Neurons that contact the cerebrospinal fluid (CSF-cNs) are a population of evolutionary conserved cells located around the central canal along the spinal cord. Their physiological role is poorly understood but recent works in lower vertebrates have proposed a regulatory function of spinal neuronal networks that define the locomotion. CSF-cNs have a short dendritic process that ends with a terminal bud in direct contact with the cerebrospinal fluid and express the PKD2L1 channel, a sensory transduction protein sensitive to variation of pH and osmolarity. Their unique anatomical structure, coupled with their sensory molecular apparatus, suggests that CSF-cNs adjust the locomotor activity after changes of cerebrospinal fluid composition or flow.
PKD2L1 are cationic channels that are able to provide sufficient depolarization to drive action potentials in CSF-cNs, which indicates that PKD2L1 channels have an important role in the control of CSF-cNs output. In this context, it is of interest to study the mechanisms underlying the regulation of PKD2L1 channels function and we propose that membrane interacting proteins may contribute to fine-tune the activity of the channel. By combining histolocalization, biochemical and electrophysiological approaches, the Master student will contribute to the identification of the molecular partners of PKD2L1 channels in spinal CSF-cNs of mouse and the study of their regulation of the channel activity as well as the CSF-cNs excitability.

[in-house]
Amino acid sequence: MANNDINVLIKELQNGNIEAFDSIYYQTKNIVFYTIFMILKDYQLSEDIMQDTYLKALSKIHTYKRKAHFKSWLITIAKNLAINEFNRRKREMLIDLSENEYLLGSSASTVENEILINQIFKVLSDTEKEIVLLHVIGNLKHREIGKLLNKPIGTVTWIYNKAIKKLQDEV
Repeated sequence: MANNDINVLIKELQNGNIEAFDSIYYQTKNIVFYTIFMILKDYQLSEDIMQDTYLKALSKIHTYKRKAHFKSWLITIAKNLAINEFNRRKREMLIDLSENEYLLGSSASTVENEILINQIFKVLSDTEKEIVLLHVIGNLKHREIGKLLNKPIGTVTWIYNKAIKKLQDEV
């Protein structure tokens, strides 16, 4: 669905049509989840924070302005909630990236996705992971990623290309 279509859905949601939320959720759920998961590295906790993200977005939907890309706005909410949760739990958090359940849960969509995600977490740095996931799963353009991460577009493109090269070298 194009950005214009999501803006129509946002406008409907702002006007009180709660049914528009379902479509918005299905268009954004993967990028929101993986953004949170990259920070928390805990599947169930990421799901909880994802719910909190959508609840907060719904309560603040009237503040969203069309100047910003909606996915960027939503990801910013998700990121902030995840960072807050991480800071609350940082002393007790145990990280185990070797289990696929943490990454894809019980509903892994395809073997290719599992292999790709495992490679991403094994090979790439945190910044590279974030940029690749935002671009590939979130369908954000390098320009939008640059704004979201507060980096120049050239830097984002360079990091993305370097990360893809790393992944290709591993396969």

• Patch-clamp recordings on acute spinal cord slices.
• Immunohistofluorescence and/or fluorescence in situ hybridization followed by observation with confocal imaging.
Co-immunoprecipitation from spinal cord lysates.